## Calculating angle of circle to produce given ellipse

I know I should keeps this short, but I need to explain it a little. So, please have patience with me :)

Given a standard ellipse, and its eccentricity and position on screen, is there some clever way of calculating how much a regular circle needs to be tilted in (angles) in a perspective view to produce said ellipse? Obviously the tilt is related to the position on screen, as the very act of moving a circle around, will change the ellipse. So it's not so much a tilt in world space I need to calculate, as it is the angle between a ray going from the center of the circle to the camera, and the normal of the circle (I'm not sure if the normal of a circle is the right term when speaking of a 2D object, but think of the cap of a cylinder instead, then you know what I mean by the normal from the center of the cap).

I have tried for a long time now, by using a purely trigonomical approach, but even though my results aren't way off, they aren't precise either. And the closer to camera the circle is, the less precise my method is. It's surele because my approach considers the view orthogonal ;)

I have the angular separation of the two maximum distances (on the semi-major axis, or more plainly, the total width of the ellipse), calculated from the cameras field of view, and the screen seperation of said points, and the center position of the ellipse on screen, which my intuition tells me I need, in order to calculate this. I also have the perspective transformation matrix of the camera. I just can't find the right approach. The ellipse are in no way alligned with the view axis, it can be rotated.

This thread, which I posted some weeks ago, gave me a great solution to a related problem, but this was before I had the ellipse. And even though the math I was offered back then in theory would be what I need to solve this with the ellipse, it is WAY too affected by even the smallest inaccuracies of the center direction. It only works on perfect data. This is why I came up with this elliptic approach instead, where the ratio between the semi major/-minor axis should be A LOT less affected by inaccuracies, and the calculated angle should be more precise, even when data is noisy.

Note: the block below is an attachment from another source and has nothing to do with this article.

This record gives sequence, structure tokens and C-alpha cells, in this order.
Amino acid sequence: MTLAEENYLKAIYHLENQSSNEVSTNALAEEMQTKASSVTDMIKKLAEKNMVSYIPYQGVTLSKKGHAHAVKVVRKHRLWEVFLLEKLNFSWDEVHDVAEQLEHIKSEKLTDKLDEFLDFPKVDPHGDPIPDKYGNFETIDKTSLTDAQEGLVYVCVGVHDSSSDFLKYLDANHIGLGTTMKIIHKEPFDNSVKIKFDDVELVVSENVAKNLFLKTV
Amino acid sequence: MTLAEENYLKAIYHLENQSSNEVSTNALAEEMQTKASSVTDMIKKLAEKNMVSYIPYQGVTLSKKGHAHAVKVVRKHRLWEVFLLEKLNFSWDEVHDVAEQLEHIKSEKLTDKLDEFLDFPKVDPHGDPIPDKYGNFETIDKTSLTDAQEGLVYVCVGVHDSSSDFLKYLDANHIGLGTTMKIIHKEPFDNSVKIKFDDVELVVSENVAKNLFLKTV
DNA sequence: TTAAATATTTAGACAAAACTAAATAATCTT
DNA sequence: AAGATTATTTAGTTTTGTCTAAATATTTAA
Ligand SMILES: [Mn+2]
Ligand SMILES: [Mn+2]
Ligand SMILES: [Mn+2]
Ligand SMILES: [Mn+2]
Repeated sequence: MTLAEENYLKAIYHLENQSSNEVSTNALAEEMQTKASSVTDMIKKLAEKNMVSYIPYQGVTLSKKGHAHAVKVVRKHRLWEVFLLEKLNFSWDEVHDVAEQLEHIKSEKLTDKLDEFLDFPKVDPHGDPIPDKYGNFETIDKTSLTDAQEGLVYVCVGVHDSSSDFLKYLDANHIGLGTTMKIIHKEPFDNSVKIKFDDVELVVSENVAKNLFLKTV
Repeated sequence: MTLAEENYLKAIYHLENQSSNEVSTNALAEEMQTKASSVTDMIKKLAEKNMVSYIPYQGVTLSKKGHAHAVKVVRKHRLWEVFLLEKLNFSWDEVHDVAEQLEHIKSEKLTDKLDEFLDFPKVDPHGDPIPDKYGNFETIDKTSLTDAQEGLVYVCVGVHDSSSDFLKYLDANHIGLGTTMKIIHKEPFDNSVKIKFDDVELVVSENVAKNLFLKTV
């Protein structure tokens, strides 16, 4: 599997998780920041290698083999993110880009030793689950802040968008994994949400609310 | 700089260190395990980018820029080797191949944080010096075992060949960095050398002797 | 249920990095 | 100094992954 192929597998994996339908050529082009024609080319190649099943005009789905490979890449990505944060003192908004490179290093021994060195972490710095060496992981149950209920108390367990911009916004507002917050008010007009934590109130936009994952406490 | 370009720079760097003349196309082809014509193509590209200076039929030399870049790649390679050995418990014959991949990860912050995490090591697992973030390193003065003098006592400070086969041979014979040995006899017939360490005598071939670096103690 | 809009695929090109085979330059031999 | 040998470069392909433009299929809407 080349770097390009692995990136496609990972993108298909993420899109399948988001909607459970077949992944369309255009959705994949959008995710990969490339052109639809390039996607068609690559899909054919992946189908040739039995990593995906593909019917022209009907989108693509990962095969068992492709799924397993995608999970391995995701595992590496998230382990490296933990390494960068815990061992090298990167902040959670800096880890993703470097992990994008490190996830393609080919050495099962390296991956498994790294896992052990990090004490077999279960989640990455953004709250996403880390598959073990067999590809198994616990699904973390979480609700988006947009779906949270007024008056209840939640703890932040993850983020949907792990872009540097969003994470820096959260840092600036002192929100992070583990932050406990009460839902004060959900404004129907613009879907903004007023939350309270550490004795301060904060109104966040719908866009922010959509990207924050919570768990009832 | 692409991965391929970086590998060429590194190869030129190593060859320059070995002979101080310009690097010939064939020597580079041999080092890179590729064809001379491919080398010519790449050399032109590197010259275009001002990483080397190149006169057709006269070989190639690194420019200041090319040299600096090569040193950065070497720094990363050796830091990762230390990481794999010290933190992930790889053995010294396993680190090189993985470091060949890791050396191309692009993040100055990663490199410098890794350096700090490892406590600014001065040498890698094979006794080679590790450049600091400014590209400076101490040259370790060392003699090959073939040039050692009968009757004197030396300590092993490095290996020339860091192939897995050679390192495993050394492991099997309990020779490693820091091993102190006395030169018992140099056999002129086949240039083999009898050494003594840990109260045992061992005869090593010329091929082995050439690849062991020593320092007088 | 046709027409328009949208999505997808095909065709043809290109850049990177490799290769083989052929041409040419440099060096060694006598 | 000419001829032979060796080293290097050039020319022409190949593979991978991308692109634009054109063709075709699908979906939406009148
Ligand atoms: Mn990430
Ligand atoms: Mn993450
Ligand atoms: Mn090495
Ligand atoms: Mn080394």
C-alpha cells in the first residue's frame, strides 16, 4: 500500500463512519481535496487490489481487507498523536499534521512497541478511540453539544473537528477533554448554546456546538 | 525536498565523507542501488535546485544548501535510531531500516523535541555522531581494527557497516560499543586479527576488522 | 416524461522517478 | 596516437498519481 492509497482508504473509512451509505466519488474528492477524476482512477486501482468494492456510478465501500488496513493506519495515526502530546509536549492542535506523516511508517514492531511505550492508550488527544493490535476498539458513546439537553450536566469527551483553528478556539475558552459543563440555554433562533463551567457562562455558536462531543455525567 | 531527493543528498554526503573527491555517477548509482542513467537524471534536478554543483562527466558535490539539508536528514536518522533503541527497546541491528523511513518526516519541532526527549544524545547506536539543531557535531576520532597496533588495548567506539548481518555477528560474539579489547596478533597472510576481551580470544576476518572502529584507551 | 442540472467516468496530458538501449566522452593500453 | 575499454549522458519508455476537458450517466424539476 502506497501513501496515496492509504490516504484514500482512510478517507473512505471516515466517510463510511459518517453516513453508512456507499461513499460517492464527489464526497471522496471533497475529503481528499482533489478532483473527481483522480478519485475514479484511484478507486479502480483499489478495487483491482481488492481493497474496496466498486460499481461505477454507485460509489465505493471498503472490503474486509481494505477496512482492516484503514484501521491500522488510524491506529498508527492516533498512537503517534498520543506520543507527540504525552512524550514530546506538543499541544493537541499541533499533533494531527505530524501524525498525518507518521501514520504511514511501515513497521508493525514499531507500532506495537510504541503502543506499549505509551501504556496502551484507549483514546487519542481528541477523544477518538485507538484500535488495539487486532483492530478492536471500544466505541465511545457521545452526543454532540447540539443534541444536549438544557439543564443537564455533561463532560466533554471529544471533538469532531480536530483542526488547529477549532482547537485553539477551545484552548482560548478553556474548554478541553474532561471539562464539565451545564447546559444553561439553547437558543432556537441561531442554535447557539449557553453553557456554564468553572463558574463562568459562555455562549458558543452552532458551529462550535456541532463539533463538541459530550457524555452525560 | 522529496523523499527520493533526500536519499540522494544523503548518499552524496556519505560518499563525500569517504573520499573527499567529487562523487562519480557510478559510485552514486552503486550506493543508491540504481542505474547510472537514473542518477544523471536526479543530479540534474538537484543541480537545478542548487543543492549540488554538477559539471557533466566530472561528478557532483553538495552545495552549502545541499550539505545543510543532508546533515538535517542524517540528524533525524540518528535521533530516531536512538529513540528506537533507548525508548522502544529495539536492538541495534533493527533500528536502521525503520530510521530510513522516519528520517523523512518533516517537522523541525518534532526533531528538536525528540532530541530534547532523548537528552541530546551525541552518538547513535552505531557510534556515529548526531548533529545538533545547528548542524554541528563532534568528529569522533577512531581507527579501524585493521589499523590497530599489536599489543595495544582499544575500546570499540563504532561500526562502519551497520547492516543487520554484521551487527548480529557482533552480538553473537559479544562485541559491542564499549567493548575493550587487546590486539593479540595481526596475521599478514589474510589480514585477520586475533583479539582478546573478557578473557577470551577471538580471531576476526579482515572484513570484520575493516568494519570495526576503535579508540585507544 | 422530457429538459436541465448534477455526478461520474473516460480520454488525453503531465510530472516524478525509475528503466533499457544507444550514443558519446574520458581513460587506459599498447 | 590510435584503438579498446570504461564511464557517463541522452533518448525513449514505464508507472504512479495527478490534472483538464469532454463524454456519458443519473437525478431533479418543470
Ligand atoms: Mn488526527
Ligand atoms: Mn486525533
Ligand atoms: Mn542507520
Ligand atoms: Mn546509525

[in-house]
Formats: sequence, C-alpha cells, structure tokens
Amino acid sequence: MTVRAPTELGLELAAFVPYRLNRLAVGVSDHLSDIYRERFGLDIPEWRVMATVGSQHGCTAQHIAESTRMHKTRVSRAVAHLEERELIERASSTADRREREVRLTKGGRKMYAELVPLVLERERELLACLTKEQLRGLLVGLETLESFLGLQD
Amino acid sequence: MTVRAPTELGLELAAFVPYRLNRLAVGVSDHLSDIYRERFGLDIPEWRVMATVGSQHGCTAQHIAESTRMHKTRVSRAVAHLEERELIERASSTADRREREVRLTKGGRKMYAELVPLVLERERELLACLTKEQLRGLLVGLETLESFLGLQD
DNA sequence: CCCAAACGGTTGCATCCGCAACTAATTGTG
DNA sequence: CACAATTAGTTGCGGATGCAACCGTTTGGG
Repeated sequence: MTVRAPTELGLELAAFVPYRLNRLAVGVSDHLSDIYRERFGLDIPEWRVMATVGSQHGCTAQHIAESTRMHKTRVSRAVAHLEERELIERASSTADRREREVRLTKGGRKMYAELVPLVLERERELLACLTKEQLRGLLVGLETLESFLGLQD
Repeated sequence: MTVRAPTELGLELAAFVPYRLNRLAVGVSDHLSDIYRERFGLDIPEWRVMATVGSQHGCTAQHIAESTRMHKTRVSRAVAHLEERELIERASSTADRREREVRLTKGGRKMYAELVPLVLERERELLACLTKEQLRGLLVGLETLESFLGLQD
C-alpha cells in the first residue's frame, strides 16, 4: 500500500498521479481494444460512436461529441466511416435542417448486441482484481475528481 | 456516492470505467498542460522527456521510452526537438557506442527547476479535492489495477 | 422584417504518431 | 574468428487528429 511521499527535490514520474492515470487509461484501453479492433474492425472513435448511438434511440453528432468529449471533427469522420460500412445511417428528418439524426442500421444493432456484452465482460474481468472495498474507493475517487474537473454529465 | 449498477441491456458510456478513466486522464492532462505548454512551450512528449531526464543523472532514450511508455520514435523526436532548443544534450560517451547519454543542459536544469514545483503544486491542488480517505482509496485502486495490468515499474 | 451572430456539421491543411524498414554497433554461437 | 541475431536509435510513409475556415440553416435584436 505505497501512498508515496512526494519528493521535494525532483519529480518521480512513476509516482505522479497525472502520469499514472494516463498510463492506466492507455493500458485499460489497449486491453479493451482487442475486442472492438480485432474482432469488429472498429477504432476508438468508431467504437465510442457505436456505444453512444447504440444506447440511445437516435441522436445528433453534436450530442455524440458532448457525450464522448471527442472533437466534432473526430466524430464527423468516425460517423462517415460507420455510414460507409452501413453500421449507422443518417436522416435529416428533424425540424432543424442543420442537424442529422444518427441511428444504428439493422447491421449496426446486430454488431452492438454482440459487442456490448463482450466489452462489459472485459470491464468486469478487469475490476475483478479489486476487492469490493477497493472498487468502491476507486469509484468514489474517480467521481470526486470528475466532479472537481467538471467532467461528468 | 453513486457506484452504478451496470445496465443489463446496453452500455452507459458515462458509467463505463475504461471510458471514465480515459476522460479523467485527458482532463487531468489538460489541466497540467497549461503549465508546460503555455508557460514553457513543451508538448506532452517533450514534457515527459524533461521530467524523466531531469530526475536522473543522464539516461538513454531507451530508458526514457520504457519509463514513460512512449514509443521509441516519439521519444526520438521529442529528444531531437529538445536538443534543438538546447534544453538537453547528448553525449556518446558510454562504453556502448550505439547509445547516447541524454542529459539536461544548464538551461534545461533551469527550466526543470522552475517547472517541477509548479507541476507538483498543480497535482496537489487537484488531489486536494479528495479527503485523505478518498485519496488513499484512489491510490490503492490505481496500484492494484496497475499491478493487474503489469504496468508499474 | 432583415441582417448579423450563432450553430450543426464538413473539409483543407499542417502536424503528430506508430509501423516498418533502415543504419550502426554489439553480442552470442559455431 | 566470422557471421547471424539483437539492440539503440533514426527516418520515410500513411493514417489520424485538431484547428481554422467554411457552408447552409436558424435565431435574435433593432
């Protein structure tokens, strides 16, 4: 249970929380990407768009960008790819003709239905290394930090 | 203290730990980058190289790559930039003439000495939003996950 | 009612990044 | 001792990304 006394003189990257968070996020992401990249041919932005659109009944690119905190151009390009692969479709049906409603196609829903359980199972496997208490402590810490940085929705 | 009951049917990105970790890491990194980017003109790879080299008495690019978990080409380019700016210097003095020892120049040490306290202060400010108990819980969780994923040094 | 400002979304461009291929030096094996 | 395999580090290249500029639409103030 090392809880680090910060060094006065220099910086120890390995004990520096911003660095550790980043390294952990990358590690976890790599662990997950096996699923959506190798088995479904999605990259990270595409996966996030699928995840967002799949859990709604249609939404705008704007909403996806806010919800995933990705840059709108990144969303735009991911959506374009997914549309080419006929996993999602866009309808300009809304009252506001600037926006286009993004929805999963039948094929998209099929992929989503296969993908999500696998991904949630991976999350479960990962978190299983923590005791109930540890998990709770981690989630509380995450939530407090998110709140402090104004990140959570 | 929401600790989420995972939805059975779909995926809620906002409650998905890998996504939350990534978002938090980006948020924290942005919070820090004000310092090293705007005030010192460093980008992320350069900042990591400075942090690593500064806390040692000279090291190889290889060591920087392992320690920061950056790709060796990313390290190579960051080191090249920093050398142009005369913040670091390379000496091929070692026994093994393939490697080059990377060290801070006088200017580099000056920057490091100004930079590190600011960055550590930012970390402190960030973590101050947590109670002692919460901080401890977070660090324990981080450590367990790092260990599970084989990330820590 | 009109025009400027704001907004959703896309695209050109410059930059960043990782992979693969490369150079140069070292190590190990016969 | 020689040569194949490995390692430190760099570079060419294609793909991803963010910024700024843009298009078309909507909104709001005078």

Sorry for the long story. Please, if anybody can push me onwards, I would be grateful! And if not, I'm sure it's for a good reason ;)
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 Hi, I find it hard to answer your question as I found the geometry of your problem is not explained clearly. You spoke about "perspective transformation matrix of the camera". Is your problem related in any way to camera calibration with dot array calibration pattern?

 Quote by mnb96 Hi, I find it hard to answer your question as I found the geometry of your problem is not explained clearly. You spoke about "perspective transformation matrix of the camera". Is your problem related in any way to camera calibration with dot array calibration pattern?
It all goes on in a game engine, so the camera has perspective transformation matrix defined. And no, this is not for calibrating, this is just as explained ;)

1) I have an ellipse.
2) This ellipse has a major and minor semi axis. The max points of these two axis are defined. The axis rotation on screen is also defined.
3) The world angle from the camera through each of these points are defined

I need to find a method of calculating the angular tilt of a circle, which would produce such an ellipse on that exact location on screen.

But..Hold on with trying to answer me, I may have found a solution myself. Or at least a work around.

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Drawing a picture should help you. If the plane of the circle makes angle $\theta$ with the screen on which you are projecting, you have a line of length 2r (representing the circle of radius r) forming the hypotenuse of a right triangle with angle $\theta$ and base leg, the projection, of length $2r cos(\theta)$. That is, a circle with radius r, $x^2+ y^2= r^2$, at angle $\theta$ projects to an ellipse with major semi-axis of length r and minor semiaxis of length $r cos(\theta)$. Its equation would be $x^2/r^2+ y^2/(r^2 cos^2(\theta))= 1$.